Knowledge: Religion (DC 25) Reveals that this is a somewhat heretical depiction of the genesis of vampires and their different breeds. The five breeds depicted are Moroi, Nosferatu, Vetala, Jiang-Shi, and Manananggal. The belief is somwwhat controversial among Moroi due to their elitist view of themselves and preferred disassociation with the other breeds.

-The Painting is worth 1,250 gp

St. Vesbias Painting:
"This paintings shows a brave young knight defiantly holding back a legion of undead while wielding a massive greatsword of orc-make. Despite the overwhelming odds assailing him, he looks unafraid as a number of wounded soldiers retreat behind him."

-Knowledge: History (DC 23) This painting is a depiction of St. Vesbias, a simple foot soldier during the Shining Crusade who took up the gigantic sword of an undead orc general and sacrificed his life so that his unit might escape. It is said that his remains were buried in a church dedicated to Pharasma, though few of the church know where this is.

-The painting is worth 700 gp due to deterioration of the paint in spots toward the top.

Besides what's in Restoration Park, some of this should help detail some of the history that is at play in the final module. Enjoy!

Yeah, between that whole article on Wishcraft and Wish-warps from the Legacy of Fire AP as well as constantly having something hostile to you granting you powers that it is always trying to pervert, I think an Efreeti is a terrible choice. I can think of few DMs who would allow someone 3 wishes a day for free.

Rakshaka wrote:

This might seem kind of dumb to others, but here goes. I think you can grapple a creature in gaseous form. Here's the spell text:

** spoiler omitted **

No where does it say that the creature is immune to grapple. In fact, it would be weird for a 3rd level spell to accomplish what a 4th level spell does (Freedom of Movement) plus other benefits.

I'm not saying it makes sense, (and I'm gonna feel dumb if I am wrong), but I think you can grapple gaseous creatures... Unless the simple inclusion of the word 'insubstantial' (which isn't defined anywhere else in the CRB.. its not incorporeal) means otherwise.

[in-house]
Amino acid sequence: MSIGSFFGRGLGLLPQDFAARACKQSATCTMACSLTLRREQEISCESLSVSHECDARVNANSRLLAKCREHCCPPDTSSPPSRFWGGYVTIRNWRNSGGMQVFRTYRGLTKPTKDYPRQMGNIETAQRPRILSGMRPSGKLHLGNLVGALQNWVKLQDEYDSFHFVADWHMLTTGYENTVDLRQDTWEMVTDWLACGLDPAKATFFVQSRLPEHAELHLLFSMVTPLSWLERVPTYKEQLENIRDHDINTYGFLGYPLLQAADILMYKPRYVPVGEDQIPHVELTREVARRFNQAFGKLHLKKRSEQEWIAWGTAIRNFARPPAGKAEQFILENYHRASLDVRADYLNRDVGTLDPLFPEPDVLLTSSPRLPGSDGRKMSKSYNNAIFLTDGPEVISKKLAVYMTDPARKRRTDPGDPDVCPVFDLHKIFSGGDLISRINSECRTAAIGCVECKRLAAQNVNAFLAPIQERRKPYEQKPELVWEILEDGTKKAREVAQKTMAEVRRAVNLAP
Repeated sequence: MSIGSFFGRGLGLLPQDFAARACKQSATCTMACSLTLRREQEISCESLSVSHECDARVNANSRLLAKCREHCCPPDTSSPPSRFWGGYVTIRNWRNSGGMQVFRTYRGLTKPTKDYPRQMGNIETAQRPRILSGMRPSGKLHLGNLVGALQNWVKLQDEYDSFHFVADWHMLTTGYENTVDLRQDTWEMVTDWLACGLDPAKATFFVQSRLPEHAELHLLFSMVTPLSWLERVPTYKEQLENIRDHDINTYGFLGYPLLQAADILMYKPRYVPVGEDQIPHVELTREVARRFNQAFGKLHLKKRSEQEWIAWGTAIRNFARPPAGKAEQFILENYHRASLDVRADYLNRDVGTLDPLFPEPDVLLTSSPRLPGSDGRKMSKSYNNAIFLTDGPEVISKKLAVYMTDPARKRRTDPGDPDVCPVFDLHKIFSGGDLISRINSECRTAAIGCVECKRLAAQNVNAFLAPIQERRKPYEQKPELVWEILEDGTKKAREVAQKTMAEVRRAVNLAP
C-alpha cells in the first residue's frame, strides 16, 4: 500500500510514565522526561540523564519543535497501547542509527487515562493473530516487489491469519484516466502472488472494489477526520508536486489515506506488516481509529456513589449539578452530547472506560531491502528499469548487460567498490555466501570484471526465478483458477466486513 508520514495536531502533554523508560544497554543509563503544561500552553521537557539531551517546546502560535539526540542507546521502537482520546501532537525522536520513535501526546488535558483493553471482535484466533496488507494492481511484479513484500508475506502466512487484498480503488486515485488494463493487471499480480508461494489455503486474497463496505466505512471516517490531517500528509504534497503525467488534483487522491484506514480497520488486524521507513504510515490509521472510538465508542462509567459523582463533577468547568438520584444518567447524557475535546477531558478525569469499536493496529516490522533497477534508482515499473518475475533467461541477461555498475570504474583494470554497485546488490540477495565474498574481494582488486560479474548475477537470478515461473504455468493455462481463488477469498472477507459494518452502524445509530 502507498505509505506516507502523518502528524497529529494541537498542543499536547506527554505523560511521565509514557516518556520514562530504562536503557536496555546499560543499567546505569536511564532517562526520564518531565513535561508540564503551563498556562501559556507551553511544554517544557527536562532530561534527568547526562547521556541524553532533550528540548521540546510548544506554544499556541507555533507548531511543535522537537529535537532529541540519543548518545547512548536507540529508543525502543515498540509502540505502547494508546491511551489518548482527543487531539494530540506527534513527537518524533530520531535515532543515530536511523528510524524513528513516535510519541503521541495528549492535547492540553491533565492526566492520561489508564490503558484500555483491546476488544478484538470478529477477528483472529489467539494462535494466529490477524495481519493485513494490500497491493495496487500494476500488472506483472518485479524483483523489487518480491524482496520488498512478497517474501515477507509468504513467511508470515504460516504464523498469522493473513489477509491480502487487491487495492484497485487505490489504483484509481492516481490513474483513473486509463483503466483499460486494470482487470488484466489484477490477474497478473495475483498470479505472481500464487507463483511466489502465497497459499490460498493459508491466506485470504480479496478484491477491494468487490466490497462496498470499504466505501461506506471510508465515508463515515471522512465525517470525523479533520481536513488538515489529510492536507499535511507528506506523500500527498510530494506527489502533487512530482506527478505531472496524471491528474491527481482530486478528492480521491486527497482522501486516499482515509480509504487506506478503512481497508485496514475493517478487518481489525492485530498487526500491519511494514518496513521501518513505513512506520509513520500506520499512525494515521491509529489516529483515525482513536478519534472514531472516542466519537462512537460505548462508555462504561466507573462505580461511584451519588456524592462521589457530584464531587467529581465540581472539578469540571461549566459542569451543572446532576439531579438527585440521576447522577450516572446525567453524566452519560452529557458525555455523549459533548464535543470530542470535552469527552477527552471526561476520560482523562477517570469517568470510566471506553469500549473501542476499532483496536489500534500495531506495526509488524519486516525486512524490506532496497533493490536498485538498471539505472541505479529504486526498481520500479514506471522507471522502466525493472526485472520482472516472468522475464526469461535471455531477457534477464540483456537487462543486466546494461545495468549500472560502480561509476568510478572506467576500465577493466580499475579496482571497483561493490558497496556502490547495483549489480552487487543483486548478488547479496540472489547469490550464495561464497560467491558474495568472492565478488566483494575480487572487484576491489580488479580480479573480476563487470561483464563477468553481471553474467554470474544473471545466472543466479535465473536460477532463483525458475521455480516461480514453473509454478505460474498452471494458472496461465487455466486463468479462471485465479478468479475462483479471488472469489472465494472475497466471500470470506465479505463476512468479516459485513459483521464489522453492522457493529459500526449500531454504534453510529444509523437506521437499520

Never mind, I'm being foolish. Found a bunch of threads stating that you can't grapple a gaseous creature. Not sure I totally agree with this since I can think of fringe instances where that wouldn't make sense.

Big fan of Shining Children. There's a reason those crazy Thassilonian Runelords bound them, and it wasn't just for their use as a light sources (though some did. For a mere 16HD, you're getting some the best SLAs in the game.

This might seem kind of dumb to others, but here goes. I think you can grapple a creature in gaseous form. Here's the spell text:

Gaseous Form:
The subject and all its gear become insubstantial, misty, and translucent. Its material armor (including natural armor) becomes worthless, though its size, Dexterity, deflection bonuses, and armor bonuses from force effects still apply. The subject gains DR 10/magic and becomes immune to poison, sneak attacks, and critical hits. It can't attack or cast spells with verbal, somatic, material, or focus components while in gaseous form. This does not rule out the use of certain spells that the subject may have prepared using the feats Silent Spell, Still Spell, and Eschew Materials. The subject also loses supernatural abilities while in gaseous form. If it has a touch spell ready to use, that spell is discharged harmlessly when the gaseous form spell takes effect.

A gaseous creature can't run, but it can fly at a speed of 10 feet and automatically succeeds on all Fly skill checks. It can pass through small holes or narrow openings, even mere cracks, with all it was wearing or holding in its hands, as long as the spell persists. The creature is subject to the effects of wind, and it can't enter water or other liquid. It also can't manipulate objects or activate items, even those carried along with its gaseous form. Continuously active items remain active, though in some cases their effects may be moot.